Thursday, April 29, 2010

Reply To Vallicella on SB 1070

I argued that SB 1070 isn’t viable because there are no sensible criteria for “reasonable suspicion” that a person is here illegally that are non-racial. Vallicella responds that there is a clause in the bill about stops made "during any legitimate contact made by an official . . . ." I take it what he is getting at here is that the officer has to be going about legitimate police business of some kind other than what is related to checking immigration status. I take it he is interpreting that clause to mean that, pace Obama, the law wouldn’t permit the official to stop someone who was walking their dog and looked Hispanic. The trouble is that the law actually made being here illegally itself a state crime, so it would seem to me that any attempt to determine whether the crime of being here illegally had been committed would constitute a legitimate contact.

In the example Vallicella uses, the person has been pulled over for a missing tail light, and is, as a matter of routine, is asked for his driver’s license. At that point, if the person fails to produce a license, speaks no English, and can’t produce registration or proof of insurance, the officer might then have reasonable suspicion for checking papers and attempting to determine immigration status. Now he doesn’t mention the role of skin color in determining whether the inquiry is made, nor does he mention whether or not he thinks I should be expected to produce immigration papers if I were similarly stopped, although, of course, I can speak English. Or, what if a German were stopped, who doesn’t speak English but only German?

Now this is somewhat different from his example of RICO statutes and Italians, in the sense that it does seem to involve the use of race or ethnicity as a criterion for determining whether an immigration investigation commences or not. Is it OK so long as it isn’t the only criterion, or even the primary criterion?

Notice also that Vallicella has chosen an example where the officer, as a matter of routine, checks for a driver’s license. In some cases of police activity, checking the DL is not involved. My example from the original post comes for experience living next to Hispanics who sometimes played their Spanish language music too loud late at night. We sometimes call the police when that happened. If the police were to come out and find that the people were Hispanic and playing music in Spanish, would this constitute “reasonable suspicion” that the people were here illegally?

So far, I have not had my suspicions allayed that the law has been crafted well enough to avoid either being a completely ineffective lawsuit magnet, or a racially prejudicial. My suspicion is that this will cause more trouble than it's worth to citizens and legal aliens who happen to be Hispanic.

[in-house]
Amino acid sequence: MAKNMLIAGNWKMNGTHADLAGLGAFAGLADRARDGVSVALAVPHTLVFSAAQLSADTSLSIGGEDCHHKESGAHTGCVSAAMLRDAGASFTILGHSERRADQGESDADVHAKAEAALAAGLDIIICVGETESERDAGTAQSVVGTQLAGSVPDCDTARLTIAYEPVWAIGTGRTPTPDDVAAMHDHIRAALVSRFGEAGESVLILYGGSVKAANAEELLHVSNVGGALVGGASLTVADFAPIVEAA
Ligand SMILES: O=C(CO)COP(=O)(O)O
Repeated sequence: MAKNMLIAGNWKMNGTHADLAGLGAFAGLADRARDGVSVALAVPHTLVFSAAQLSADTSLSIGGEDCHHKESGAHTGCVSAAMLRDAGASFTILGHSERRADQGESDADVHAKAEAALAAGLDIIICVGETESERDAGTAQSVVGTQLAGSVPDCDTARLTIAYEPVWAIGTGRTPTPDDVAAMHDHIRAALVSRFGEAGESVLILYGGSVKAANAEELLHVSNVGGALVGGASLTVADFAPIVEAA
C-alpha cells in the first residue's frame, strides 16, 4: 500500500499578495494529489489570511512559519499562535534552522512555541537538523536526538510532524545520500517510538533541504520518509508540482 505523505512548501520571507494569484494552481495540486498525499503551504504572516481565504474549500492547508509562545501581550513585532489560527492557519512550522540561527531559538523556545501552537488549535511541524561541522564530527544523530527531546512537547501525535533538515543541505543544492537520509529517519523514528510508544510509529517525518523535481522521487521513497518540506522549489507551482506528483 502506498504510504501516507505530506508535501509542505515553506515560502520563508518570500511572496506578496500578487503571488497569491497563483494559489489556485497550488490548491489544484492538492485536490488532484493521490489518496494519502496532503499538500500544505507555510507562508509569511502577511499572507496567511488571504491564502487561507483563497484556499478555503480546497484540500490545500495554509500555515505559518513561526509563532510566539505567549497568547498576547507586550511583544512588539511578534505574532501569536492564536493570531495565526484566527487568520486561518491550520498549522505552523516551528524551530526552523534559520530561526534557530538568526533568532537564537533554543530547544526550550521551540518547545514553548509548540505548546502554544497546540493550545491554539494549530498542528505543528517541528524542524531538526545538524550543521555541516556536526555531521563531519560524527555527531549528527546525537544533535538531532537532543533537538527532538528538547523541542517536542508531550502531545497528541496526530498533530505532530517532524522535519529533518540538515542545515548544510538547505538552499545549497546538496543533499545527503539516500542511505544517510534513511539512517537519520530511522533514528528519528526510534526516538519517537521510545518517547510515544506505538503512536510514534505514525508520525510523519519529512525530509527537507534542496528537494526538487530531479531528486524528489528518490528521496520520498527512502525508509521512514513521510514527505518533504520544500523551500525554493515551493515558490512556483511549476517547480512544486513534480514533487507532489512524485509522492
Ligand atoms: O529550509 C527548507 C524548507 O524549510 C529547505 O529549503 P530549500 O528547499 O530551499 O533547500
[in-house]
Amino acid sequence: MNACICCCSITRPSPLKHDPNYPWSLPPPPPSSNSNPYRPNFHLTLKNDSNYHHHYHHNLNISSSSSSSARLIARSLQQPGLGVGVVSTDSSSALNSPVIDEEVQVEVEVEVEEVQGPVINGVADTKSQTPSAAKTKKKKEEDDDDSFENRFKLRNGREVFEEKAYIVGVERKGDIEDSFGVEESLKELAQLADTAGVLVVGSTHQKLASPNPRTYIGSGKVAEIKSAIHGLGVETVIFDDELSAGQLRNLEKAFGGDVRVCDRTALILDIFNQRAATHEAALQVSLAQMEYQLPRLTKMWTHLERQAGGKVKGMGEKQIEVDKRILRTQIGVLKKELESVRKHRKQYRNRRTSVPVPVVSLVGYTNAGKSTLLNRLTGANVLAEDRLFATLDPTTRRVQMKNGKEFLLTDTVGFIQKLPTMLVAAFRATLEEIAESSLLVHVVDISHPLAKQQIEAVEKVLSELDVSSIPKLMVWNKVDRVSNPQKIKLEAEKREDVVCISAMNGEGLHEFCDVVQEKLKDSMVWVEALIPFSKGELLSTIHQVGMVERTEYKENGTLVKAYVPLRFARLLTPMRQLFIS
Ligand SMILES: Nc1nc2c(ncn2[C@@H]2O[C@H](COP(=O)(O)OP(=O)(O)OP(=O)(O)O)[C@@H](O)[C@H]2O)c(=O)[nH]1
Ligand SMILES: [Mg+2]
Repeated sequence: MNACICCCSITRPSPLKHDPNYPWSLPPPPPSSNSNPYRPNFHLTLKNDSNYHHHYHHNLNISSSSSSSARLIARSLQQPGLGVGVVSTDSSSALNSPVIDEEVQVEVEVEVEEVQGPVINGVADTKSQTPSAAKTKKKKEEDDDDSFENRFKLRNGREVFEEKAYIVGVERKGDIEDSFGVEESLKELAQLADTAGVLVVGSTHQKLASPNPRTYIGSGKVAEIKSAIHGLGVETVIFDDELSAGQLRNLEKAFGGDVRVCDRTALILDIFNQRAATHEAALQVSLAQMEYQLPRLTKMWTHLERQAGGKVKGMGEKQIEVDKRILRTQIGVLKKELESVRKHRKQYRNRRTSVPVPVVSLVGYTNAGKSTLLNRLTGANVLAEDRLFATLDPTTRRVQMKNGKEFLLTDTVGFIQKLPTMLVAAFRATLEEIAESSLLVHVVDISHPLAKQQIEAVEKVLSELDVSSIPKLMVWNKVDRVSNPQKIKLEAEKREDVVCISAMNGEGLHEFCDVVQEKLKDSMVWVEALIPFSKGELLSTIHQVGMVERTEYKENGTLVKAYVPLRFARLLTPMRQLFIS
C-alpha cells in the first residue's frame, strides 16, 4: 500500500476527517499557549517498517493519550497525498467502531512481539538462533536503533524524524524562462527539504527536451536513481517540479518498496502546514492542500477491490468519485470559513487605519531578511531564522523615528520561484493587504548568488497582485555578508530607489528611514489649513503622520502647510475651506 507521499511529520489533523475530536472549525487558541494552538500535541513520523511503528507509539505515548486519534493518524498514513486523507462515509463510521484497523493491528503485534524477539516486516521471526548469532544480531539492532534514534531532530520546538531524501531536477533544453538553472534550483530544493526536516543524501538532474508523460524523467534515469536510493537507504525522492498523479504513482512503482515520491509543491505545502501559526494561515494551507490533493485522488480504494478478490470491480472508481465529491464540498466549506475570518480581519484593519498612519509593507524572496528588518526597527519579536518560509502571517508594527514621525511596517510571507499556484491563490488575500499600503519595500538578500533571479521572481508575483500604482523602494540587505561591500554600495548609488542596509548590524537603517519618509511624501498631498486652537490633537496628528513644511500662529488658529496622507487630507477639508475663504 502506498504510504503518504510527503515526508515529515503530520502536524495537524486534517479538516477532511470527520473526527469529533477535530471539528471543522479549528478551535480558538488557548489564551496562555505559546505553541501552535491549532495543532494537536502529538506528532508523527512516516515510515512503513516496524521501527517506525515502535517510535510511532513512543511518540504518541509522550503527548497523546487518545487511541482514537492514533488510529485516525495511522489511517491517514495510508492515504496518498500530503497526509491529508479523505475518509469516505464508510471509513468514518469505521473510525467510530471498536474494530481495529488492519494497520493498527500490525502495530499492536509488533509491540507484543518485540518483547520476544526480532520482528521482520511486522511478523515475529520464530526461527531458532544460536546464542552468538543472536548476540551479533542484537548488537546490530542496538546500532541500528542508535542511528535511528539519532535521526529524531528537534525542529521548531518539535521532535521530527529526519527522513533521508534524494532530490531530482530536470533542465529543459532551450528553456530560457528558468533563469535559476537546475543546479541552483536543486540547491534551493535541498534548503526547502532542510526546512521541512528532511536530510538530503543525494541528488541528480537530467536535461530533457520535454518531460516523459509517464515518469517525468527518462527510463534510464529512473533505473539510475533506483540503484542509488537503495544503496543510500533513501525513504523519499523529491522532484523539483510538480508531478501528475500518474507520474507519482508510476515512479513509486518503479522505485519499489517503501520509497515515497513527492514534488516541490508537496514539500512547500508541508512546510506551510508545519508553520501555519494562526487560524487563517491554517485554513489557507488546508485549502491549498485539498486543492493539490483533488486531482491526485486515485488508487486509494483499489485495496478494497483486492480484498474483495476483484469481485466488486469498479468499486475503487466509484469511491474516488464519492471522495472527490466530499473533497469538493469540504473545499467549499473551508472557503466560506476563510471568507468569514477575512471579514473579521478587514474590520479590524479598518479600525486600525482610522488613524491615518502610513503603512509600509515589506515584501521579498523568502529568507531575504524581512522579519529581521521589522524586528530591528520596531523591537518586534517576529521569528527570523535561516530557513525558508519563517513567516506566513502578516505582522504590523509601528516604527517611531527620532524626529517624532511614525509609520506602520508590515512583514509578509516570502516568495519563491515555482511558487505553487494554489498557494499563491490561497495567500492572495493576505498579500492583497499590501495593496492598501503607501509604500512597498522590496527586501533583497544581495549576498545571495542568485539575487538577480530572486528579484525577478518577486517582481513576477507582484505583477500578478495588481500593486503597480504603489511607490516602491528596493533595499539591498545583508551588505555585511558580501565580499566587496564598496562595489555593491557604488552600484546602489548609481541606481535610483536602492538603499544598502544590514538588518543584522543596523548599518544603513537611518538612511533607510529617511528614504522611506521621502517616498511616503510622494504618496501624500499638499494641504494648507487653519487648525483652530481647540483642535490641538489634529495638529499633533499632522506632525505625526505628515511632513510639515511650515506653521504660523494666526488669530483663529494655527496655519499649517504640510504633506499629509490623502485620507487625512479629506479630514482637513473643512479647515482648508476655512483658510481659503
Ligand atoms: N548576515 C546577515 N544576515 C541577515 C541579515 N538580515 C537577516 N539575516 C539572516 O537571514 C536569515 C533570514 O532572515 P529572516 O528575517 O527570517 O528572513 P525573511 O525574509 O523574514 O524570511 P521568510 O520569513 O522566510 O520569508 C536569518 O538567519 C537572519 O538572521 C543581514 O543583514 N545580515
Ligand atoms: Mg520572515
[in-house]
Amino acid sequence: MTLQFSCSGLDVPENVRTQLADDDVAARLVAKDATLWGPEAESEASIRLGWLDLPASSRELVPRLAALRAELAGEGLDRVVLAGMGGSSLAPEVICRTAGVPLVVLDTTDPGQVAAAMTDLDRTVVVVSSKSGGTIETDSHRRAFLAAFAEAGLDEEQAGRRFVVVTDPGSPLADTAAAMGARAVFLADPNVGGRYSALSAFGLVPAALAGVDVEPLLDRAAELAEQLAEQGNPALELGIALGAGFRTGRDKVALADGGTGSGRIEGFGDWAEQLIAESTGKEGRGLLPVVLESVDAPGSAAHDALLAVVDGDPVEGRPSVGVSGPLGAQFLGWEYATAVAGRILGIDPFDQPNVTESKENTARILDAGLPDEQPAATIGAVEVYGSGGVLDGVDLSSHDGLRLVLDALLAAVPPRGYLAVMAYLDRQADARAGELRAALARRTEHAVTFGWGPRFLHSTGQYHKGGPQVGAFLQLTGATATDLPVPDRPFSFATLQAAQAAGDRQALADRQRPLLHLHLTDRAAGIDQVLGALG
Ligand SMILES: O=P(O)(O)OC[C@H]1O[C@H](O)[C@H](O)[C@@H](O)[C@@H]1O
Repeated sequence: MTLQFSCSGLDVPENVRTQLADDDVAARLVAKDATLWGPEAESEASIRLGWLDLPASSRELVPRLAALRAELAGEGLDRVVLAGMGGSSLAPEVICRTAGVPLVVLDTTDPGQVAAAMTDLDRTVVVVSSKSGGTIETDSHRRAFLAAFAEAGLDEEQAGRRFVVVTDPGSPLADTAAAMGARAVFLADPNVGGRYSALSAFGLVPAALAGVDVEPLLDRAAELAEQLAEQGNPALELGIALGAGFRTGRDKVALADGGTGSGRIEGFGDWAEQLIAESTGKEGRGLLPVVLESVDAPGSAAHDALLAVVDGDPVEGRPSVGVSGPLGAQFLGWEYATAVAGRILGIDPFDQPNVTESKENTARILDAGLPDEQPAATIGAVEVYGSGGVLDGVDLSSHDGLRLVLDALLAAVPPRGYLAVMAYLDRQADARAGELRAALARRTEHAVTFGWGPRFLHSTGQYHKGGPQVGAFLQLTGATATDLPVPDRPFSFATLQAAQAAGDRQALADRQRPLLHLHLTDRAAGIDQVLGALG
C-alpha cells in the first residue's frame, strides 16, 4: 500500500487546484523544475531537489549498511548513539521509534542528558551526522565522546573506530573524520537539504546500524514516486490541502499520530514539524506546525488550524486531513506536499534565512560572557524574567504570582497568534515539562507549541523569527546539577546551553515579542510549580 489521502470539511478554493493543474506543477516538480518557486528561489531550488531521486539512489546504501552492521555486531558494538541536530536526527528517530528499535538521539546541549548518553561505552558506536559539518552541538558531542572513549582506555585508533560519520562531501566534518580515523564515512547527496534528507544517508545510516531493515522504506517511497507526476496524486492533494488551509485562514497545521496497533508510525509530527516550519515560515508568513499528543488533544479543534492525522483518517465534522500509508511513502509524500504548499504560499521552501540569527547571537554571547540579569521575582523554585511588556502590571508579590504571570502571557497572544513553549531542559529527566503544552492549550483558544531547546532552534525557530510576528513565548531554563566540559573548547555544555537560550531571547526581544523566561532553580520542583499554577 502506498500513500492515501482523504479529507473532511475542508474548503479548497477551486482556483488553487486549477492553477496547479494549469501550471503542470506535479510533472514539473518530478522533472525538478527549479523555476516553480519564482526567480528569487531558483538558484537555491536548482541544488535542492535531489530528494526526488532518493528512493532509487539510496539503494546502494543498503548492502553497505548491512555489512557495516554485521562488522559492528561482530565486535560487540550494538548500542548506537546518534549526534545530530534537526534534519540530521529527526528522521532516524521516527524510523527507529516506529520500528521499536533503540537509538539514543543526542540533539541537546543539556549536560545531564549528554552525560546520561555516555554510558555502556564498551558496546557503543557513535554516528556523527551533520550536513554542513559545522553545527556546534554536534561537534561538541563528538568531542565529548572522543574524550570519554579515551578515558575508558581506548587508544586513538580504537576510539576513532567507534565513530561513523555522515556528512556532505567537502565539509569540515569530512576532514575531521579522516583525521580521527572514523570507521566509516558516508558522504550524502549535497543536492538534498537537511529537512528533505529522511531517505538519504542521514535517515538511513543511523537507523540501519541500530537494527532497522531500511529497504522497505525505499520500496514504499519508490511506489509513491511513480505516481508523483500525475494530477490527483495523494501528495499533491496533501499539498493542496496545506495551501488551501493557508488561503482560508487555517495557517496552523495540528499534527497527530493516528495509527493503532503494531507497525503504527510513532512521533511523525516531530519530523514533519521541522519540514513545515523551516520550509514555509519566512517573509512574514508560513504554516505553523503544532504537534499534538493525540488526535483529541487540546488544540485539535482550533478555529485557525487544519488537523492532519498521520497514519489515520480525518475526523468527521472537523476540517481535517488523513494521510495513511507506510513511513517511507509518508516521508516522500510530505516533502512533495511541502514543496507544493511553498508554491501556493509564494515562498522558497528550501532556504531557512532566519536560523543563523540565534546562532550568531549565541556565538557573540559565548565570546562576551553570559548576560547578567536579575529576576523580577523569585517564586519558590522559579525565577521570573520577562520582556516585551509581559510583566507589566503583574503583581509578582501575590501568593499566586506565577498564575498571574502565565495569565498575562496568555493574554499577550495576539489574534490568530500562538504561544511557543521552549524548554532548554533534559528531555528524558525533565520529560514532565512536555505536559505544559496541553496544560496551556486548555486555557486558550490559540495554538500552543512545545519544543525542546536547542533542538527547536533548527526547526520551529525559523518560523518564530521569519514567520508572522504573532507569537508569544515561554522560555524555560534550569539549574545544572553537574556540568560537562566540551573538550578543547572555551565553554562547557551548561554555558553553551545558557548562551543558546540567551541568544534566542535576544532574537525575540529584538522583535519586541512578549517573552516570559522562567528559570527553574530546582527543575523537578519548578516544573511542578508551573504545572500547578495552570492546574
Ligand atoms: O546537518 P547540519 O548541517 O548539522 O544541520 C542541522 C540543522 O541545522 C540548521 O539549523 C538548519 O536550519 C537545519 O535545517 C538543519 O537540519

Anonymous said...

Racial profiling is a red herring; if 99% of the illegal aliens in a state are hispanic, then hispanics are going to be targeted in any enforcement of immigration law. So if immigration law is to be enforced in a state like AZ, then it will involve de facto racial profiling. The question really is 'should immigration law be enforced or not?' I know what Barack Obama and George W Bush think about that, but what do you think about it?

Humdinger said...

"it does seem to involve the use of race or ethnicity as a criterion for determining whether an immigration investigation commences or not. Is it OK so long as it isn’t the only criterion, or even the primary criterion?"

It's okay just so long as it is the most effective criterion. That is all that should matter.

Victor Reppert said...

I guess I would ask what the rate of exchange is between effective border enforcement and collateral damage to the Hispanic community. The loss inflicted on innocent people who happen to look like the majority of guilty people is a loss that has to be taken seriously.

Vallicella says the Federal Government has failed to enforce the border and stop illegal immigration. He's right. At the risk of opening up another can of worms, the Feds can put a major damper on illegal immigration by ripping NAFTA to shreds.

Doctor Logic said...

In reading Vallicella's response, I found myself curious about how he would react if the legislation in question was intended to control violations of gun licensing laws.

If we order the authorities to, say, check for gun licenses when they perform traffic stops or tell residents to turn down the party music, will Vallicella's confidence in law enforcement remain just as high?

Personally, I think the law seems to be more about politics and ideology than about effective policy. I'm really curious to see if the law is effective on balance. I think there are sooo many things that can go horribly wrong with this approach, but it is at least conceivable that it could work.